Kelley Walker

by walead beshty

The Whiteness of the Whale

The American vanguard painter took to the white expanse of the canvas as Melville’s Ishmael took to the sea.

Harold Rosenberg


Twentieth-century debates over the politics of representation, the autonomy of art, and art’s capacity for critique still linger like disgruntled spirits on the hunt for living bodies to inhabit. At first, contemporary art seems like a suitable host: Appropriated/Pop imagery, collage, the monochrome, automatism, the aleatory, and so on are no less common now than they were when such ideas had an air of currency about them. But today the meanings of these strategies are less certain, less overt, as though much contemporary art beckons to these anachronisms only to misdirect them. How better to display indifference for such battles than to welcome them in, only to step gently to the side, behaving, in the terminology of language acquisition, like a false friend?

Rather than dismiss these evasions and layers of reference as cynical, it would serve us to remember that the key artistic subplot of the twentieth century was the development of an art that operates in spite of instrumentality rather than through it, a circumstance that has put both representation and the status of the image under constant scrutiny. Certainly, this is merited, for the peculiar instability of an image’s meaning has led many on a fool’s errand, leaving the history of art criticism and aesthetic theory littered with false ontologies and misplaced certainties, diverting attention from the political implications of aesthetics to the phantasmagoric world of likenesses. Just consider how quickly the early 1980s obsession with a politics of representation led to the perversity that politics is representation, as though we had collectively transcended the world of objects and bodies, while images had become concrete. Subjected to these interpretive schemas, the critical or political dimensions of contemporary art were reduced to exercises in negation, with artists left to scavenge the world for false images to undermine, heaving metaphoric bricks at symbolic authorities while remaining complicit with the concrete institutional mechanisms that they depended on for support, and wielded for effect.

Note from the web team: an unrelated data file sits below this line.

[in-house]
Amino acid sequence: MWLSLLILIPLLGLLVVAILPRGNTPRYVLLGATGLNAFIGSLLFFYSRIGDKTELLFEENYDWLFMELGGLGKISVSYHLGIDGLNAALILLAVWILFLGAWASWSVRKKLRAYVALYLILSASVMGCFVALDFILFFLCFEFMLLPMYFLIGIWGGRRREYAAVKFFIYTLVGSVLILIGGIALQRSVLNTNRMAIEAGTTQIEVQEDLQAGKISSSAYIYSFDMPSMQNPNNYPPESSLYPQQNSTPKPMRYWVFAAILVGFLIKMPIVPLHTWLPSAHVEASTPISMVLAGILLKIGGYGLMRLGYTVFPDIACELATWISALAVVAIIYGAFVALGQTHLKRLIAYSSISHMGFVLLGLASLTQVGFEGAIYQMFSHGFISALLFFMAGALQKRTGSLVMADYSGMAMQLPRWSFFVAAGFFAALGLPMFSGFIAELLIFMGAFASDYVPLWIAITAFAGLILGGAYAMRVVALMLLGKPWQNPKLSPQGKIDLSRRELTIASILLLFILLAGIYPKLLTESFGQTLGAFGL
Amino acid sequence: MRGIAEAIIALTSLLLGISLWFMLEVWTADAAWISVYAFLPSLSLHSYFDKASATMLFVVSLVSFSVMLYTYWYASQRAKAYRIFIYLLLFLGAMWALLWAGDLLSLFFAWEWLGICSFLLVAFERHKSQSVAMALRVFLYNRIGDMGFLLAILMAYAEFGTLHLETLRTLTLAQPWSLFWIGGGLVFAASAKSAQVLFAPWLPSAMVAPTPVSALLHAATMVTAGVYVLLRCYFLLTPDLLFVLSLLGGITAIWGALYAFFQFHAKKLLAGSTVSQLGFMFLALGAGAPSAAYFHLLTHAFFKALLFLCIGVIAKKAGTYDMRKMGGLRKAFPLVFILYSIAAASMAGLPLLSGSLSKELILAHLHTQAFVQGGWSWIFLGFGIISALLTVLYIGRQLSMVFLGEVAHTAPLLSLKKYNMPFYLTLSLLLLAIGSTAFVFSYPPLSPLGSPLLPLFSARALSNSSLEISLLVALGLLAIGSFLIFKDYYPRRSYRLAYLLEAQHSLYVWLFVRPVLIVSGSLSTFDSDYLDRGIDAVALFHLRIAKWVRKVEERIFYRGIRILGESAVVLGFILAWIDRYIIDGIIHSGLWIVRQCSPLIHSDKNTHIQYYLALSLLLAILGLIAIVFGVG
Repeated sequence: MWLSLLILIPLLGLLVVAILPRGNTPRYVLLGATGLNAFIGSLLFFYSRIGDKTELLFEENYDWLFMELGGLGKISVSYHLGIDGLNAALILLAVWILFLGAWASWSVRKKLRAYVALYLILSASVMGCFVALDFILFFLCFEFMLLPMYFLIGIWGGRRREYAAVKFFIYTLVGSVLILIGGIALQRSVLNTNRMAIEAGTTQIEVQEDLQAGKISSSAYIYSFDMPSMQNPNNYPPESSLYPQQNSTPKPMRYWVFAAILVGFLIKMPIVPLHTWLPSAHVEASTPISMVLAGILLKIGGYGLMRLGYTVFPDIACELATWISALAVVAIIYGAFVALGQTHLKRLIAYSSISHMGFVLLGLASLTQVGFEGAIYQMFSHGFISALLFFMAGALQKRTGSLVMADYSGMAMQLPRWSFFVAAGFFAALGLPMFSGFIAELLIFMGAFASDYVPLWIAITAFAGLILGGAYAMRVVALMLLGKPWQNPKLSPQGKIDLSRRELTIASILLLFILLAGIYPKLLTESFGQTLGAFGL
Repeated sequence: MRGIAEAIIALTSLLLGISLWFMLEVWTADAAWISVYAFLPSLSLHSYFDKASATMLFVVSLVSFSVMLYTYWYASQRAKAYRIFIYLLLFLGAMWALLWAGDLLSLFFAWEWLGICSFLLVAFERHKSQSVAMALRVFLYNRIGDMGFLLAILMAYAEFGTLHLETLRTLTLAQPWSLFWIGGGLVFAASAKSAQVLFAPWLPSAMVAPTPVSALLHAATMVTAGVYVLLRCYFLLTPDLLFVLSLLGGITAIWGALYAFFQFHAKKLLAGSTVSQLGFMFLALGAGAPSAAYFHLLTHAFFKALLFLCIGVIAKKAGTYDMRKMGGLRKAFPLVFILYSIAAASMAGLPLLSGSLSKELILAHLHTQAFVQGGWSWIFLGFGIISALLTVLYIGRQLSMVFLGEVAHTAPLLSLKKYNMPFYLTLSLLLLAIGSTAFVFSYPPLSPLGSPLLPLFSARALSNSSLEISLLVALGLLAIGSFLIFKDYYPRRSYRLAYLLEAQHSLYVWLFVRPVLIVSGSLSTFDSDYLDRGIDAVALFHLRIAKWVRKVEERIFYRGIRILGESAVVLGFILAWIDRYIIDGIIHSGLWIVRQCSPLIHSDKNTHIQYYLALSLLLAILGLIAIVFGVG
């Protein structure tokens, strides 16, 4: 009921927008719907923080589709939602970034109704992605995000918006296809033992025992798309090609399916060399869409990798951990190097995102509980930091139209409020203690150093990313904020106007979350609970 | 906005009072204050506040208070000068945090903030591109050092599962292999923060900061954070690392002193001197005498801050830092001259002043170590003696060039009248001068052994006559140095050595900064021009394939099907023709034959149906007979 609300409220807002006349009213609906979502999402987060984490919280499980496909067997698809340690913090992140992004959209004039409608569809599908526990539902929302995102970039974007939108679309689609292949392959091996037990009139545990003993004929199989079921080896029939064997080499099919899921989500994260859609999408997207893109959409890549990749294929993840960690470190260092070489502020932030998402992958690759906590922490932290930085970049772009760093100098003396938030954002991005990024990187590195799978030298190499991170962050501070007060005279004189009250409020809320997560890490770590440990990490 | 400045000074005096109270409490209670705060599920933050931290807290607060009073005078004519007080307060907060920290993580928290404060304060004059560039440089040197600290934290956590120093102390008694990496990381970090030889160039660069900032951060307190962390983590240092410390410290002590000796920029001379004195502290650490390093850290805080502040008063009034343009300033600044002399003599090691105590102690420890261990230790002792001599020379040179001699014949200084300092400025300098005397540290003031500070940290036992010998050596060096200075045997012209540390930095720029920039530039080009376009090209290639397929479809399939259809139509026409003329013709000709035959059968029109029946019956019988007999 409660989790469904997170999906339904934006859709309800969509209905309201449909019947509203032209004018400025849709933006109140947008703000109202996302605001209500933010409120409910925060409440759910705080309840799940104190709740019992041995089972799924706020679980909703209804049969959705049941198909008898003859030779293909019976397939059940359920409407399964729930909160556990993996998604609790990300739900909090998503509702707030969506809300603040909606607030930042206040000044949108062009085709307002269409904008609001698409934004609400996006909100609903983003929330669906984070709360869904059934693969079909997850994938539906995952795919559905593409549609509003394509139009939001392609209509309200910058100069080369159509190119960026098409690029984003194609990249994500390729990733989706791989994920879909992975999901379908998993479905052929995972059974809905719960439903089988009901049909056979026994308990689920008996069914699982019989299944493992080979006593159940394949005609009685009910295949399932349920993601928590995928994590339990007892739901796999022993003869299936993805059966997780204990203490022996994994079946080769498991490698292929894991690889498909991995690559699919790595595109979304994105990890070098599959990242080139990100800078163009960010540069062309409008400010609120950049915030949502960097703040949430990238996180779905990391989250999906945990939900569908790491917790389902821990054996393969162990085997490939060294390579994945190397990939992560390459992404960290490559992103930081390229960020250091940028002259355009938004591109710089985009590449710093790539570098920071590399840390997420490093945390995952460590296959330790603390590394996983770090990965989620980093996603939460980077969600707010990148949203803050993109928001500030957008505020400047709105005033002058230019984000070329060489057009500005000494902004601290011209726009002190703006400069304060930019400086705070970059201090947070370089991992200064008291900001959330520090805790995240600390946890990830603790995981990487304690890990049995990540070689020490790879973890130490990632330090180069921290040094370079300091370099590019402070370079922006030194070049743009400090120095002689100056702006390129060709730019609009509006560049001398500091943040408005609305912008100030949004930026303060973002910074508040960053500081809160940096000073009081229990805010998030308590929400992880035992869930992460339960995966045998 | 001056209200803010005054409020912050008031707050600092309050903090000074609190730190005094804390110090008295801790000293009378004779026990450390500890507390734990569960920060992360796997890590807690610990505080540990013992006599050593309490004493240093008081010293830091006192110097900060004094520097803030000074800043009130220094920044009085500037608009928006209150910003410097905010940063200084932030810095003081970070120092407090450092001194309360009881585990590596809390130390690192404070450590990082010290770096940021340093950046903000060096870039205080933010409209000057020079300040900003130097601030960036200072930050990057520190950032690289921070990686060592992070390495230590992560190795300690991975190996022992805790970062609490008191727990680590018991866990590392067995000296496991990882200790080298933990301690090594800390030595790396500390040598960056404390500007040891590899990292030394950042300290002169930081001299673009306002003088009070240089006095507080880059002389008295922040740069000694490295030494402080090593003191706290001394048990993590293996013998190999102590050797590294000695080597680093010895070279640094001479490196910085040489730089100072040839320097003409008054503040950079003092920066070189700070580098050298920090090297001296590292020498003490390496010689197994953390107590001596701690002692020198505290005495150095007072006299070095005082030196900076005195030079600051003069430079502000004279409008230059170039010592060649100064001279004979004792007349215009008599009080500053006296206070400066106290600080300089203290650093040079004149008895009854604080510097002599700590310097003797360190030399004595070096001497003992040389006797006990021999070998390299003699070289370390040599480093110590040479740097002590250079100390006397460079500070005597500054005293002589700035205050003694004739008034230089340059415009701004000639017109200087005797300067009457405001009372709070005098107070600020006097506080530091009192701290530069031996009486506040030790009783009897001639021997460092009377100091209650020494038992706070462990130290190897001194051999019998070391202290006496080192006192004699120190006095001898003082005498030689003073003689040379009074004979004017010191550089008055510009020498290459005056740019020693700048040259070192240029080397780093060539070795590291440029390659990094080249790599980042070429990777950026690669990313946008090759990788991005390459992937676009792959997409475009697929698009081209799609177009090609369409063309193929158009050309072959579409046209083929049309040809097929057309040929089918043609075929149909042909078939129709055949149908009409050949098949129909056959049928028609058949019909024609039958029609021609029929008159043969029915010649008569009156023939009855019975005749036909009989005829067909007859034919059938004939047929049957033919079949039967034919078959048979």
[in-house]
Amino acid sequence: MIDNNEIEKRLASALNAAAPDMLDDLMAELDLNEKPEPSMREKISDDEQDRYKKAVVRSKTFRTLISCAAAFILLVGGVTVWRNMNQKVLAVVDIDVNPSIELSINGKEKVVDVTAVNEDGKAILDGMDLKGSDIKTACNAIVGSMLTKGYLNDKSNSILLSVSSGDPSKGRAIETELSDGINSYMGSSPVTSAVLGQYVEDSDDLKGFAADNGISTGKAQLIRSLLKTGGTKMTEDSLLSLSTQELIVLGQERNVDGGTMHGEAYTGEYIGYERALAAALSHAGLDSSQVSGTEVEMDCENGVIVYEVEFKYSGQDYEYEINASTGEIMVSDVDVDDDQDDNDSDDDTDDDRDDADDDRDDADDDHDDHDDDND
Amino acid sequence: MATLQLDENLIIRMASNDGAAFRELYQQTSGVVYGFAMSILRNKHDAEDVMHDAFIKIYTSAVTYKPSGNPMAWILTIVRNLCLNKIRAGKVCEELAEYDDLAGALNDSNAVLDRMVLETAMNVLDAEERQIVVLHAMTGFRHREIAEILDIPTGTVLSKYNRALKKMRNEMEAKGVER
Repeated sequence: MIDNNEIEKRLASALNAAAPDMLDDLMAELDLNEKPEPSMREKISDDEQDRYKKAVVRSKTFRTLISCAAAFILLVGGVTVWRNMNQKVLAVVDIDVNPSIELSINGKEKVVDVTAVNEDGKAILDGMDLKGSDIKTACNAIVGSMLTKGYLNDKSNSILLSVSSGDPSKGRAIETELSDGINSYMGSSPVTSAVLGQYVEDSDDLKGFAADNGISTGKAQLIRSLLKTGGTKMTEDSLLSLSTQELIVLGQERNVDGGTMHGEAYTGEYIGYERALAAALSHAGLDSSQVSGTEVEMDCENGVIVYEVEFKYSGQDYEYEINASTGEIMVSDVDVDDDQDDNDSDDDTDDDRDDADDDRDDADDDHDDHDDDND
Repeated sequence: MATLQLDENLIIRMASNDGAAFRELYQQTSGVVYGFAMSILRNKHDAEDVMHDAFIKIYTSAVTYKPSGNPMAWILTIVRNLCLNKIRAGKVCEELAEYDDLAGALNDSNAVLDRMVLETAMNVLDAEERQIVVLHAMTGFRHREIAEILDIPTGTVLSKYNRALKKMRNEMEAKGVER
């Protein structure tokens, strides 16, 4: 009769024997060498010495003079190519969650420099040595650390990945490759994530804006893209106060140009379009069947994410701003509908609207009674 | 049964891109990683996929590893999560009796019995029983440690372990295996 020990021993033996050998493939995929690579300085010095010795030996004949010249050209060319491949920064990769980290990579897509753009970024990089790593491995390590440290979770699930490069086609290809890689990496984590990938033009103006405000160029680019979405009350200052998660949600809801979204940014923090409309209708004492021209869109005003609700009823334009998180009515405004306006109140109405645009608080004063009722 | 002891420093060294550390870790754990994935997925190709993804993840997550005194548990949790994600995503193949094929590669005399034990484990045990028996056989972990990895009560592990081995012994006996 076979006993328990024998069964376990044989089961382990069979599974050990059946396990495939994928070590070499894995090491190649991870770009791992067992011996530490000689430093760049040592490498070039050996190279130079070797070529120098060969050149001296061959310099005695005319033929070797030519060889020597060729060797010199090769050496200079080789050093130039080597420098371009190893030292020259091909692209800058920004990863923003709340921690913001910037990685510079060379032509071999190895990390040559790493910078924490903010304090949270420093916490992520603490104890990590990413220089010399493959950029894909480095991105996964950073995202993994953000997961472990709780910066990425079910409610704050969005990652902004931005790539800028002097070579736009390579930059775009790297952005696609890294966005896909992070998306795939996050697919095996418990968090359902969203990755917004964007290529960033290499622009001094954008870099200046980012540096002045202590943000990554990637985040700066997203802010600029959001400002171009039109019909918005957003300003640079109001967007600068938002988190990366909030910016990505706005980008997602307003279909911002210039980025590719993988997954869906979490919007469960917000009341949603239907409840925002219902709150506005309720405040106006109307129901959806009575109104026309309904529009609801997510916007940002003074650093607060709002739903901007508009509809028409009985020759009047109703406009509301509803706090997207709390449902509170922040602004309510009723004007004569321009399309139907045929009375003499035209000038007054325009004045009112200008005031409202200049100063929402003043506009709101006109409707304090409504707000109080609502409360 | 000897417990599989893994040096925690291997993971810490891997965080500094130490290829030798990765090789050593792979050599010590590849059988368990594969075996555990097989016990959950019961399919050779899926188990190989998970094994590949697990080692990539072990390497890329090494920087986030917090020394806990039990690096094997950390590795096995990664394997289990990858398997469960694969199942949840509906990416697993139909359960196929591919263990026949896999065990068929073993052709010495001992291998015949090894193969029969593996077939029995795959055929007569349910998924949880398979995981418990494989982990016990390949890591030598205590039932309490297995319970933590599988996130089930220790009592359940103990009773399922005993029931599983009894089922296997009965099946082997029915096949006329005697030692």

Kelley Walker’s studio, New York. Photographs by Peter Sutherland

Kelley Walker’s studio, New York. Photographs by Peter Sutherland Kelley Walker’s studio, New York. Photographs by Peter Sutherland

As works of art have increasingly embraced the polysemy of images—almost to the point where the question of what a particular image depicts has become irrelevant—critical writing continues to see art as primarily depictive, a compulsion that has made commonplace the absurd assertion that the absence of representational forms is in fact the representational act par excellence— as if aesthetics functioned exclusively by hermeneutic repression.  Of course, this is only a symptom. The true culprit here seems to be the assumption that material and image are mutually exclusive, and rather than wasting any more time by tracking this phenomenon to its origins, one has to wonder if it is possible to simply ignore it and start anew. At the very least, when approaching a contemporary work, we would do well to avoid beginning with anachronistic questions pertaining to what an artwork might be “about” or “represent,” and instead start by trying to address what an artwork does—or more precisely, what we make it do, and what we do around it. In short, is it possible to simply let the art work?

Above and Left: Kelley Walker’s studio, New York.
Photographs by Peter Sutherland
© Peter Sutherland